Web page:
It’s completely normal to feel nervous or scared before you see your first psychologist. It may even feel wrong in some ways, which is also normal. [1] Rest assured, though, the fact that you are taking or even considering this step is mighty impressive — so give yourself a firm pat on the back. Many people never seek help for their problems, and it can lead to a whirlwind of issues down the line. Thankfully, more and more people, especially younger people, are learning that it’s okay to seek out help. The number of people seeking help for depression has tripled since the 1980’s. [2] Getting a jumpstart on your mental health is always important. We must figure out how to overcome these stigmas and seek out the help we need!

man writing in a notebook

The relationship you share with your psychologist is very individualized and personal to you, and it is okay to take your time building that sort of trust. If you don’t feel comfortable at first, that’s okay too. If you have trouble speaking up, you could try writing down or typing your feelings out and showing them to your therapist during your visit. If you’re perhaps the type that likes to plan things out, and don’t like the uncertainty of the first visit, you could contact your psychologist and send them a list, even if it’s just a few rough bullet points of what you want to talk about.

On that note, you could always let your psychologist know of your fears about therapy during or leading up to your first visit. Even just shooting them a quick email would help, just so that they know what to prepare for and talk about. Any direction you give to them will help them work with you in a way that best suits your needs. Before you do anything, it is advised that you contact their office directly and ask what to expect during your first visit; they should be able to give you more specifics. [3]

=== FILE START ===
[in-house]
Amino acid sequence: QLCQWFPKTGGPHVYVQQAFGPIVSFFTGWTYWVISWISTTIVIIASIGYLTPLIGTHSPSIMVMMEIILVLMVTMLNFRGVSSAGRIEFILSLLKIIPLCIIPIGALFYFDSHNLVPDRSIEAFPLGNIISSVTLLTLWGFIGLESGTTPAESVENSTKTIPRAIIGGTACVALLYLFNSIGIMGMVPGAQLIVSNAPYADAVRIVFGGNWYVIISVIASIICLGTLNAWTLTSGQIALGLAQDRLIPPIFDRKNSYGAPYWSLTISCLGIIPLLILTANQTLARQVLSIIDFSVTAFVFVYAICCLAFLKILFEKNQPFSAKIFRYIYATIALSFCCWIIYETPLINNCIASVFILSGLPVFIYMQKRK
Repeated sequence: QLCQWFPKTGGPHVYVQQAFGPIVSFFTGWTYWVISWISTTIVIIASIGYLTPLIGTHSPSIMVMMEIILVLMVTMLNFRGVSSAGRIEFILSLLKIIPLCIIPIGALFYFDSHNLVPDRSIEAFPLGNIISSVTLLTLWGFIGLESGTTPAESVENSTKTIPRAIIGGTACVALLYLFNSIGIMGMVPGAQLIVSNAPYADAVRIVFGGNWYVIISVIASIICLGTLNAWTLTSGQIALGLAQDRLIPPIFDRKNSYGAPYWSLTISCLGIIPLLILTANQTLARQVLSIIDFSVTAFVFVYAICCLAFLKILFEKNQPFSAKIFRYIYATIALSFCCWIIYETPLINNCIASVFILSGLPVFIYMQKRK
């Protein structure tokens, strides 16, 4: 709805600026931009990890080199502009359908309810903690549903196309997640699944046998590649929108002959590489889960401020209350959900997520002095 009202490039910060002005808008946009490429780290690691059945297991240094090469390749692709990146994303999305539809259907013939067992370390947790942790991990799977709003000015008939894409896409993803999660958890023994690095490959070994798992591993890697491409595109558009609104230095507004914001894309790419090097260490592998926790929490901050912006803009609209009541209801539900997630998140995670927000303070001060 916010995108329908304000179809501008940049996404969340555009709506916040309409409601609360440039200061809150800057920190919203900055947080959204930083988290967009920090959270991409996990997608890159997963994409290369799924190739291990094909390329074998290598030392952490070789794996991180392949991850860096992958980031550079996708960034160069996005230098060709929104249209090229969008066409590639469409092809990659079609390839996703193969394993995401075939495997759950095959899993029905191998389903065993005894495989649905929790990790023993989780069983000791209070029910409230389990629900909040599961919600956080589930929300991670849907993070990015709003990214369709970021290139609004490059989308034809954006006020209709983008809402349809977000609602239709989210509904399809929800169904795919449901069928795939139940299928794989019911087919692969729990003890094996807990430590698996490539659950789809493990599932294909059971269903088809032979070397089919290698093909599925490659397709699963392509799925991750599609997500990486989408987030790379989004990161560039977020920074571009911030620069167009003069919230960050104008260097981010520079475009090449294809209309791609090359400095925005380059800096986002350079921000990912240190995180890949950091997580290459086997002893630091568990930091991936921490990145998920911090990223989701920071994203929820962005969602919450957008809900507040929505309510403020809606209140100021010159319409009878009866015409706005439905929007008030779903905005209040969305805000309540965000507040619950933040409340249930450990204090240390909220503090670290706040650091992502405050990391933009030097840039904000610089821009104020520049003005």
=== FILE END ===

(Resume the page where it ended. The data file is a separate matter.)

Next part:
therapy session

Do you perhaps feel like you might become a burden on your psychologist with all of this information? Not to worry — that’s their job, after all, and they have had the necessary training and experience in order to take in vast amounts of information and help you with your issues. It’s okay to unload during your visits — in fact, it’s encouraged. Keep in mind that you don’t need to do it all at once, so take your therapy at your own pace. Sometimes talking about your issues, especially in reference to traumatic events or fuzzy memories, will make you feel worse than you did before therapy. This is also a fairly normal occurrence. It just means you’re facing something you’ve gotten used to repressing. The end goal with therapy is to learn to minimize these bad feelings, and often the first steps are the hardest.

If, say, it’s been about a month, and you still feel the same levels of uncertainty that you felt when you started, it is also okay to consider switching to another psychologist. Not everyone perfectly matches up right away — in fact, it is very common to not find the ideal match the first time out. You could also ask a close friend or relative for advice or recommendations for who to see. At the end of the day, your thoughts and feelings are the most important part of this whole experience — they are, after all, what therapy is for.

[1] – “I’m Nervous about Starting Therapy; Is That Normal?”, 10 Mar. 2016,
[2] – Rubin, Eugene. M.D., Ph.D. “How Many People Are Treated for Depression?” Psychology Today, Sussex Publishers, 20 Jan. 2011,
[3] – Marter, Joyce. “Tips To Lessen Anxiety Before Your First Therapy Appointment.” Urban Balance, 2 Apr. 2018,



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